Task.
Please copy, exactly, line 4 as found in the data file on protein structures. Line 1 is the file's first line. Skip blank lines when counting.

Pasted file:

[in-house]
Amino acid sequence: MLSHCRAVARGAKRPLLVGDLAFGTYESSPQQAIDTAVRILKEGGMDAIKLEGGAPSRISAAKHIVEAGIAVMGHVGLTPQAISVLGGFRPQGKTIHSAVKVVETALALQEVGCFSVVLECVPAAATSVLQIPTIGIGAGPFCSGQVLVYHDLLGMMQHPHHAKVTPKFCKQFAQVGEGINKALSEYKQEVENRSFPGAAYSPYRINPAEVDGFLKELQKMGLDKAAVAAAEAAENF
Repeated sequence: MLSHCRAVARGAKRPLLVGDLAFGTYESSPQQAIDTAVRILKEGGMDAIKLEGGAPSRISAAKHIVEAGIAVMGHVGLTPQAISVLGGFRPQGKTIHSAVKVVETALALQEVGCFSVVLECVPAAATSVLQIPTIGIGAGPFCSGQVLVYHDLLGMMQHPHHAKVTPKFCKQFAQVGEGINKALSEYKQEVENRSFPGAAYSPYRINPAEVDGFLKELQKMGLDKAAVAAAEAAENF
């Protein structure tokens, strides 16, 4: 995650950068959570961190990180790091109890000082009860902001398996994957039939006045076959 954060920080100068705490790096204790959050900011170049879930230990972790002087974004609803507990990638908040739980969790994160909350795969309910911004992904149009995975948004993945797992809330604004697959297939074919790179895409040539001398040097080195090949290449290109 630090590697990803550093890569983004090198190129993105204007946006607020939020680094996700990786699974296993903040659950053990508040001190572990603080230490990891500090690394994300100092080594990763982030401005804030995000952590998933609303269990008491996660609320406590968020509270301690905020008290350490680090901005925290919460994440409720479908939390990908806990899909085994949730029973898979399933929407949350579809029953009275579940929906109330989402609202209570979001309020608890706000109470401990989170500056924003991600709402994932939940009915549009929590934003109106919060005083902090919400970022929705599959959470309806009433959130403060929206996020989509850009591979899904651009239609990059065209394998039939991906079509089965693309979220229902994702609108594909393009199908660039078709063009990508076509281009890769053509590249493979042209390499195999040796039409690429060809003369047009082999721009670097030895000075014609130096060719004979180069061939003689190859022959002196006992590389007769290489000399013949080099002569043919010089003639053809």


């Protein structure tokens, strides 16, 4: 995650950068959570961190990180790091109890000082009860902001398996994957039939006045076959 954060920080100068705490790096204790959050900011170049879930230990972790002087974004609803507990990638908040739980969790994160909350795969309910911004992904149009995975948004993945797992809330604004697959297939074919790179895409040539001398040097080195090949290449290109 630090590697990803550093890569983004090198190129993105204007946006607020939020680094996700990786699974296993903040659950053990508040001190572990603080230490990891500090690394994300100092080594990763982030401005804030995000952590998933609303269990008491996660609320406590968020509270301690905020008290350490680090901005925290919460994440409720479908939390990908806990899909085994949730029973898979399933929407949350579809029953009275579940929906109330989402609202209570979001309020608890706000109470401990989170500056924003991600709402994932939940009915549009929590934003109106919060005083902090919400970022929705599959959470309806009433959130403060929206996020989509850009591979899904651009239609990059065209394998039939991906079509089965693309979220229902994702609108594909393009199908660039078709063009990508076509281009890769053509590249493979042209390499195999040796039409690429060809003369047009082999721009670097030895000075014609130096060719004979180069061939003689190859022959002196006992590389007769290489000399013949080099002569043919010089003639053809």